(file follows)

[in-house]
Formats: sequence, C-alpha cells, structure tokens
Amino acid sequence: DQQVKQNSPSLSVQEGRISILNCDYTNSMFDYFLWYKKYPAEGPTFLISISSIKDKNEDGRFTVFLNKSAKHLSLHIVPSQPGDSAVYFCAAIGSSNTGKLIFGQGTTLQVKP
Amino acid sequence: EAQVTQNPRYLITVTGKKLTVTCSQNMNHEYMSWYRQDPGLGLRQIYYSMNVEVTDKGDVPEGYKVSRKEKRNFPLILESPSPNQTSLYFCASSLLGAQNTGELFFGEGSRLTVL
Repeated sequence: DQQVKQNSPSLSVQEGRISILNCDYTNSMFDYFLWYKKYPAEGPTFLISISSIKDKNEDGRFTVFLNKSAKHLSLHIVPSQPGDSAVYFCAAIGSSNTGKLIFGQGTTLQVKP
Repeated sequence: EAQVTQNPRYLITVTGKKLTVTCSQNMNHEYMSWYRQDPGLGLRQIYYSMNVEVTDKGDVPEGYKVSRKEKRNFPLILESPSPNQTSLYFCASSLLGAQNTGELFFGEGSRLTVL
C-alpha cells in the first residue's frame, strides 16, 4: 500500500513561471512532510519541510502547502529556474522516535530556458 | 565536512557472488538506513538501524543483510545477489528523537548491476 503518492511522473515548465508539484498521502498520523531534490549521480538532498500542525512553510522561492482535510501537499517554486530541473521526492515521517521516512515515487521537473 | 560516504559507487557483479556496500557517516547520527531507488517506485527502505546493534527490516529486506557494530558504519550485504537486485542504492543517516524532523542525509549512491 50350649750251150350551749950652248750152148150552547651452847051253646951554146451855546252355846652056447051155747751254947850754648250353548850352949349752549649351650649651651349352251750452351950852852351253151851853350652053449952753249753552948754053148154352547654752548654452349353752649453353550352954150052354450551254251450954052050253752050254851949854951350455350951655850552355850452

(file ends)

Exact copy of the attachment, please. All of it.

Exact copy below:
[in-house]
Formats: sequence, C-alpha cells, structure tokens
Amino acid sequence: DQQVKQNSPSLSVQEGRISILNCDYTNSMFDYFLWYKKYPAEGPTFLISISSIKDKNEDGRFTVFLNKSAKHLSLHIVPSQPGDSAVYFCAAIGSSNTGKLIFGQGTTLQVKP
Amino acid sequence: EAQVTQNPRYLITVTGKKLTVTCSQNMNHEYMSWYRQDPGLGLRQIYYSMNVEVTDKGDVPEGYKVSRKEKRNFPLILESPSPNQTSLYFCASSLLGAQNTGELFFGEGSRLTVL
Repeated sequence: DQQVKQNSPSLSVQEGRISILNCDYTNSMFDYFLWYKKYPAEGPTFLISISSIKDKNEDGRFTVFLNKSAKHLSLHIVPSQPGDSAVYFCAAIGSSNTGKLIFGQGTTLQVKP
Repeated sequence: EAQVTQNPRYLITVTGKKLTVTCSQNMNHEYMSWYRQDPGLGLRQIYYSMNVEVTDKGDVPEGYKVSRKEKRNFPLILESPSPNQTSLYFCASSLLGAQNTGELFFGEGSRLTVL
C-alpha cells in the first residue's frame, strides 16, 4: 500500500513561471512532510519541510502547502529556474522516535530556458 | 565536512557472488538506513538501524543483510545477489528523537548491476 503518492511522473515548465508539484498521502498520523531534490549521480538532498500542525512553510522561492482535510501537499517554486530541473521526492515521517521516512515515487521537473 | 560516504559507487557483479556496500557517516547520527531507488517506485527502505546493534527490516529486506557494530558504519550485504537486485542504492543517516524532523542525509549512491 50350649750251150350551749950652248750152148150552547651452847051253646951554146451855546252355846652056447051155747751254947850754648250353548850352949349752549649351650649651651349352251750452351950852852351253151851853350652053449952753249753552948754053148154352547654752548654452349353752649453353550352954150052354450551254251450954052050253752050254851949854951350455350951655850552355850452